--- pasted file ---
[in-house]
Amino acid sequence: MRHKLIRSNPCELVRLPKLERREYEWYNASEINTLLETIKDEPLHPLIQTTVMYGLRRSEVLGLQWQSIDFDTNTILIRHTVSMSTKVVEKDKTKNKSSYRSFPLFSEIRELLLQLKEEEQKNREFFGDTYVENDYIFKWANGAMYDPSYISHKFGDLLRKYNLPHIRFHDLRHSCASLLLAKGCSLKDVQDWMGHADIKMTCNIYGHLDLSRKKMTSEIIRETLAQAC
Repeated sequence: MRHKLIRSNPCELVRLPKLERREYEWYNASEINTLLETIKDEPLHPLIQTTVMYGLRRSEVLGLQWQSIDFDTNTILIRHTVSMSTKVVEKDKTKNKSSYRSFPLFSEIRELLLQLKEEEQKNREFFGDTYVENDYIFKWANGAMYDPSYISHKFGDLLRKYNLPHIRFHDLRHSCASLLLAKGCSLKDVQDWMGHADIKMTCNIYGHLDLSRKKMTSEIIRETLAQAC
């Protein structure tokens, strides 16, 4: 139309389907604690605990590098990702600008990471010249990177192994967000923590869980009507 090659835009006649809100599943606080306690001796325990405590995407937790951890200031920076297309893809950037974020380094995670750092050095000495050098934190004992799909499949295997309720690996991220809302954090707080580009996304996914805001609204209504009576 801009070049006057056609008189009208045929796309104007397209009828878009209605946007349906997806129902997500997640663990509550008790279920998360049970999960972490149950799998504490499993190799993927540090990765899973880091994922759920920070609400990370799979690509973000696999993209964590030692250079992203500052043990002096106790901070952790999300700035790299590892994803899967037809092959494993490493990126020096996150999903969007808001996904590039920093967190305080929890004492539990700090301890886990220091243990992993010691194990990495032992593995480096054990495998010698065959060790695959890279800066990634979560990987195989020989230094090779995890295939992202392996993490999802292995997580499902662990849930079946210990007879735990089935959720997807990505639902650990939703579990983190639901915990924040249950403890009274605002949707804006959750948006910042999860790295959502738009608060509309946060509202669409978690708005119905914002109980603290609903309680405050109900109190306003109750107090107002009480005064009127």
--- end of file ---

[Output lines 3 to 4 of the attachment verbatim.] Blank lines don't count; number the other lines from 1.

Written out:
Repeated sequence: MRHKLIRSNPCELVRLPKLERREYEWYNASEINTLLETIKDEPLHPLIQTTVMYGLRRSEVLGLQWQSIDFDTNTILIRHTVSMSTKVVEKDKTKNKSSYRSFPLFSEIRELLLQLKEEEQKNREFFGDTYVENDYIFKWANGAMYDPSYISHKFGDLLRKYNLPHIRFHDLRHSCASLLLAKGCSLKDVQDWMGHADIKMTCNIYGHLDLSRKKMTSEIIRETLAQAC
């Protein structure tokens, strides 16, 4: 139309389907604690605990590098990702600008990471010249990177192994967000923590869980009507 090659835009006649809100599943606080306690001796325990405590995407937790951890200031920076297309893809950037974020380094995670750092050095000495050098934190004992799909499949295997309720690996991220809302954090707080580009996304996914805001609204209504009576 801009070049006057056609008189009208045929796309104007397209009828878009209605946007349906997806129902997500997640663990509550008790279920998360049970999960972490149950799998504490499993190799993927540090990765899973880091994922759920920070609400990370799979690509973000696999993209964590030692250079992203500052043990002096106790901070952790999300700035790299590892994803899967037809092959494993490493990126020096996150999903969007808001996904590039920093967190305080929890004492539990700090301890886990220091243990992993010691194990990495032992593995480096054990495998010698065959060790695959890279800066990634979560990987195989020989230094090779995890295939992202392996993490999802292995997580499902662990849930079946210990007879735990089935959720997807990505639902650990939703579990983190639901915990924040249950403890009274605002949707804006959750948006910042999860790295959502738009608060509309946060509202669409978690708005119905914002109980603290609903309680405050109900109190306003109750107090107002009480005064009127």